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Math Help - taylor's inequality

  1. #1
    Junior Member pirateboy's Avatar
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    taylor's inequality

    I just want to make sure I'm doing this right.

    So we're given the funciton
    f(x) = x \ln(x)

    we're first asked to find the 4th degree taylor polynomial centered at a=1

    we're then asked to use taylor's inequality to bound the error in the approximation

    f(x)\approx T_4(x) \text{ for } x\in\left[0.2,1.8\right]

    we recall

    \left|R_n(x)\right|\leq \frac{M}{(n+1)!}\left|x-a\right|^{n+1}

    well, f^{(5)}(x) = \frac{-6}{x^4} so i'd want to use x=.2?

    if i understand correctly, I want M to be as big as possible. and since this is centered at a=1, this would give me

    \displaystyle \left|R_4(x)\right|\leq \frac{f^{(5)}(.2)}{5!}\left|.2-1\right|^{5} = \frac{\frac{-6}{(.2)^4}}{5!}(.8)^5 = -10.24

    this just seems like quite a big maximum error to me.

    if someone could confirm that this is the error i should be getting, that'd be great.
    Last edited by pirateboy; November 4th 2010 at 01:43 AM.
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  2. #2
    Grand Panjandrum
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    Quote Originally Posted by pirateboy View Post
    I just want to make sure I'm doing this right.

    So we're given the funciton
    f(x) = x \ln(x)

    we're first asked to find the 4th degree taylor polynomial centered at a=1

    we're then asked to use taylor's inequality to bound the error in the approximation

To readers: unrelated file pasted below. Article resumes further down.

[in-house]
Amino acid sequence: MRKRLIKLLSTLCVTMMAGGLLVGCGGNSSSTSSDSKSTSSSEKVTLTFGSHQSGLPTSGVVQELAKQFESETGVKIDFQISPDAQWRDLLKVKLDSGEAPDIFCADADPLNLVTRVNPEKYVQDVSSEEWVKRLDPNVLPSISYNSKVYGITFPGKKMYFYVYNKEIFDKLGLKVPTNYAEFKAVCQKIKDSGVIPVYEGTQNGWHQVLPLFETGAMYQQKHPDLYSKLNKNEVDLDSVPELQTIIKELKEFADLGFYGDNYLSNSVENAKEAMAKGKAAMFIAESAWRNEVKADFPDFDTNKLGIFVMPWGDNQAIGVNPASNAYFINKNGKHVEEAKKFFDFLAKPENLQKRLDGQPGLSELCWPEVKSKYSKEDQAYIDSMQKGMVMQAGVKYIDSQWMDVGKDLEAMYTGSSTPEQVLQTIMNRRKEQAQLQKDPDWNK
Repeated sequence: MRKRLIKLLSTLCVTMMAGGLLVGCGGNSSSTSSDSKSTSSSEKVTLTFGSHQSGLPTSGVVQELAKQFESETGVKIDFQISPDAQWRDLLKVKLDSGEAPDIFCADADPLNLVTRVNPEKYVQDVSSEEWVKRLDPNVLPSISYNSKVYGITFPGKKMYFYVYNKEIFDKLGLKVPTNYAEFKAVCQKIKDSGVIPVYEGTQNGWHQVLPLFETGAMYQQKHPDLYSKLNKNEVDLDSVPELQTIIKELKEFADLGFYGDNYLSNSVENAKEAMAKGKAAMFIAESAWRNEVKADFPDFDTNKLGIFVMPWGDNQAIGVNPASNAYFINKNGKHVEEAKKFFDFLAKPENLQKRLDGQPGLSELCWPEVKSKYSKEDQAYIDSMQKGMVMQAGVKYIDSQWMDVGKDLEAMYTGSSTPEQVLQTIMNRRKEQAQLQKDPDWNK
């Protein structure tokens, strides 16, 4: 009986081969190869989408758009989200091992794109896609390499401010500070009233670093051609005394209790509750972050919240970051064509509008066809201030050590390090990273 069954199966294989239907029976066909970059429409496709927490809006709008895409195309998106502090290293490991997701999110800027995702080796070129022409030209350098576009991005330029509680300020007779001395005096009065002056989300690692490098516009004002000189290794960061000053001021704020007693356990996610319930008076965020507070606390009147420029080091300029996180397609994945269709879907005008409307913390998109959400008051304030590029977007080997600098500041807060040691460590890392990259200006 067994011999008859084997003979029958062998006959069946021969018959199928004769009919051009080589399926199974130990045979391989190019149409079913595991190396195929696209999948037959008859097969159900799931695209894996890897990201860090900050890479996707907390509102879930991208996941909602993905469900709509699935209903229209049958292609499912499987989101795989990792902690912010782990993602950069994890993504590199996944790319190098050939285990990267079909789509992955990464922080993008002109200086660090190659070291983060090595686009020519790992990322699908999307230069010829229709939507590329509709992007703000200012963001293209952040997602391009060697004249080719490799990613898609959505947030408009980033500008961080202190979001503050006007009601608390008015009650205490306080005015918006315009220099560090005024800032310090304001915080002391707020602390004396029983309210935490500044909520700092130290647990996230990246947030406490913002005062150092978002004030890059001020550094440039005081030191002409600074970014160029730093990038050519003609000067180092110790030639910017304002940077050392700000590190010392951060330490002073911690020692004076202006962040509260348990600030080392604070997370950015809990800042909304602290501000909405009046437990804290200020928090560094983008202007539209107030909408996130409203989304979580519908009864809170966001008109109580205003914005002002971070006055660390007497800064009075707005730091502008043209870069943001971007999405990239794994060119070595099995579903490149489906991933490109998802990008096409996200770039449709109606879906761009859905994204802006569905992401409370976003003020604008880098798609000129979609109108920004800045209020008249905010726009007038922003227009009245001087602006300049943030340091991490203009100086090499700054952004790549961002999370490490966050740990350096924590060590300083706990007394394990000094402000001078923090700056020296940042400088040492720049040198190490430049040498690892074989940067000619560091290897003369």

f(x)\approx T_4(x) \text{ for } x\in\left[0.2,1.8\right]

    we recall

    \left|R_n(x)\right|\leq \frac{M}{(n+1)!}\left|x-a\right|^{n+1}

    well, f^{(5)}(x) = \frac{-6}{x^4} so i'd want to use x=.2?

    if i understand correctly, I want M to be as big as possible. and since this is centered at a=1, this would give me

    \displaystyle \left|R_4(x)\right|\leq \frac{f^{(5)}(.2)}{5!}\left|.2-1\right|^{5} = \frac{\frac{-6}{(.2)^4}}{5!}(.8)^5 = -10.24

    this just seems like quite a big maximum error to me.

    if someone could confirm that this is the error i should be getting, that'd be great.
    When you take absolute values you do it throughout, so the right hand side should be positive. When that correction is made you do have an upper bound on the error, just not a very good one. The actual absolute error is less than 0.04.

    CB
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  3. #3
    Junior Member pirateboy's Avatar
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    ah, right. I thought about that when I was posting. I should've taken a bit more time and corrected it. so the upper bound comes from

    \left|f^{(5)}(.2)\right|\leq M

    so I should've had

    \displaystyle \left|R_4(x)\right|\leq \frac{\left|f^{(5)}(.2)\right|}{5!}\left|.2-1\right|^{5} = \frac{\left|\frac{-6}{(.2)^4}\right|}{5!}(.8)^5 = 10.24

    and out of curiosity how did you get the absolute error? did you use a calculator for the value and then compare it?

    it appeared to me that this might actually be able to be broken down into an alternating series so that i then might use the alternating series estimation theorem on it....but i wasn't sure.
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  4. #4
    Grand Panjandrum
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    Quote Originally Posted by pirateboy View Post
    ah, right. I thought about that when I was posting. I should've taken a bit more time and corrected it. so the upper bound comes from

    \left|f^{(5)}(.2)\right|\leq M

    so I should've had

    \displaystyle \left|R_4(x)\right|\leq \frac{\left|f^{(5)}(.2)\right|}{5!}\left|.2-1\right|^{5} = \frac{\left|\frac{-6}{(.2)^4}\right|}{5!}(.8)^5 = 10.24

    and out of curiosity how did you get the absolute error? did you use a calculator for the value and then compare it?

    it appeared to me that this might actually be able to be broken down into an alternating series so that i then might use the alternating series estimation theorem on it....but i wasn't sure.
    It is only an alternating series on one side of the point of expansion, all the terms have the same sign on the other side.

    .. and yes I found the actual error by ploting the Taylor polynomial minus the function itself.

    CB
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